Safe Establishments

A reputable studio will never use a gun for a piercing.

Finding a safe piercing studio can be quite daunting. It seems like there are so many things to know, and everyone is claiming to be the best. There are few simple attributes that can be identified upon entering a piercing studio that can help determine if they are a safe establishment.


Carpets are unable to be sufficiently cleaned, and they collect bacteria. It is recommended there is no carpet in a studio, or at the very minimum, none in the work areas.


All professional studios should have a working and serviced autoclave, which sterilises jewellery and tools by removing germs and their spores.

Liquid soaks and cold sterilisation are never an adequate or safe way to sterilise jewellery and instruments.

If asked, a studio should be more than willing to provide results for their spore tests on their autoclaves. A spore test provides proof that the autoclave is able to kill all bacteria, including the most dangerous and resistant organisms, such as hepatitis.

Hand washing

Even though a piercer will wear gloves, it is imperative that a piercer wash and dry their hands thoroughly before and after piercing. Therefore, the piercing room should have a sink for the sole purpose of hand-washing, with running warm water, appropriate hand-wash, and paper towels.

The piercer should also be changing their gloves when touching the client, or things outside their setup. All needles and tools should be individually wrapped, unless the studio chooses to work directly from a statim steriliser. Needles, jewellery, or instruments should never be used after soaking in a liquid, as this means they are not adequately sterilised.

Sharps disposal

There should also always be a sharps container (a wall-mounted, yellow box with bio-hazard signage) in the procedural room. The sharps container is used to dispose of the single-use needles used for piercing procedures. A lack of a sharps container may indicate that the needles are not being disposed of safely – or worse, that they are being re-used.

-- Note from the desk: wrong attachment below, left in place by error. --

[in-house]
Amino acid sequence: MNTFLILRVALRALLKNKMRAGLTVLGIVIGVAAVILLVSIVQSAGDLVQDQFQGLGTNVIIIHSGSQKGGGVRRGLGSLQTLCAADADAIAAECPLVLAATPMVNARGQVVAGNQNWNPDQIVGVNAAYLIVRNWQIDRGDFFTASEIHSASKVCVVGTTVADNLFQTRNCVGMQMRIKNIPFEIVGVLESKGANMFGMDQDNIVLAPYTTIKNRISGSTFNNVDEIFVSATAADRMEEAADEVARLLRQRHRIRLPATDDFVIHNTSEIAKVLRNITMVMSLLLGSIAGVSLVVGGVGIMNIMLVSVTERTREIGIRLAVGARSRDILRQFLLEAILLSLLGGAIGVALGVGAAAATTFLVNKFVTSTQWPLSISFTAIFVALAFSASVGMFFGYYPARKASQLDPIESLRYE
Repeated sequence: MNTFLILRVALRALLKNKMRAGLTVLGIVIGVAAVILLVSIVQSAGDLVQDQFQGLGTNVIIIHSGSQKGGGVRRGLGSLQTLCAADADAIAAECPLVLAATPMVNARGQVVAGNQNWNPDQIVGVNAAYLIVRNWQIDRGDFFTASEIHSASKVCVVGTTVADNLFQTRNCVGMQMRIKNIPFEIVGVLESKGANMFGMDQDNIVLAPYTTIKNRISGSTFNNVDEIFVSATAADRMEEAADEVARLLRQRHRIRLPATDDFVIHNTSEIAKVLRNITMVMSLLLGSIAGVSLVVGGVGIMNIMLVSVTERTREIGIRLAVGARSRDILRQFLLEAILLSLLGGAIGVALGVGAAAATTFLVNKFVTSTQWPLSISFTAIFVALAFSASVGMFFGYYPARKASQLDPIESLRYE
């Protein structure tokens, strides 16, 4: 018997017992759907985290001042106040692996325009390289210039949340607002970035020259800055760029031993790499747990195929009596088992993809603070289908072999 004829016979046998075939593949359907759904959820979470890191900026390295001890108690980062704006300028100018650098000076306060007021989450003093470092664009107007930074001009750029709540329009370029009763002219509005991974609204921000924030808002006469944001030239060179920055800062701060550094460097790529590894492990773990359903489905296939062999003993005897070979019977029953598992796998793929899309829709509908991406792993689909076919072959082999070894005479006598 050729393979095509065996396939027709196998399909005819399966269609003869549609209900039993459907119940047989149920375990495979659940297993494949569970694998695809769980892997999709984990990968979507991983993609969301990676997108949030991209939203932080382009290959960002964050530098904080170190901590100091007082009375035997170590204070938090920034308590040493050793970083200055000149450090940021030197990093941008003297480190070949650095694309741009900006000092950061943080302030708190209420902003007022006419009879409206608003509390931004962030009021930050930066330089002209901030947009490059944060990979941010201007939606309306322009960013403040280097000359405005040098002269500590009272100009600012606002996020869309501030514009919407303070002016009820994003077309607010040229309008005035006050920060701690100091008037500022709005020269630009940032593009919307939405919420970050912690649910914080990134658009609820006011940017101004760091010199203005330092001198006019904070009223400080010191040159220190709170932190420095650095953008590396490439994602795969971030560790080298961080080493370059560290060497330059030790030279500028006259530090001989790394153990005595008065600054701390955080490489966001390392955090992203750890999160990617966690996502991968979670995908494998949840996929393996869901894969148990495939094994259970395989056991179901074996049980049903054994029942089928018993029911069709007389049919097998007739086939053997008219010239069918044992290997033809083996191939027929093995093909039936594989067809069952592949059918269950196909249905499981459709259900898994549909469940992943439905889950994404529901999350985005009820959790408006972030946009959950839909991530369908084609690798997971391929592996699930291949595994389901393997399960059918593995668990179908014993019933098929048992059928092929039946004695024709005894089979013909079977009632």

Professional piercers will only use safe body jewellery.


Although all states have different age restrictions, a minimum standard of proof of age should be a government issued photo identification, which displays full name, date of birth, and a signature.

The piercer should require three forms of identification in order to pierce a minor. These three pieces of identification should be: a government issued photo ID for the client, a photo ID for their parent/legal guardian, and a document linking them together, such as a birth certificate or a Medicare card. The parent/legal guardian should be required to be present to sign the consent form.


There should be separate rooms for the waiting area, piercing procedure room(s), and an enclosed room where the contaminated tools are cleaned and processed for safety purposes.

Although passing an inspection by the local health department may mean the studio meets the minimum requirements, remember that this does not guarantee a piercer has received adequate training, as there are no specific requirements of ability, skills, or education.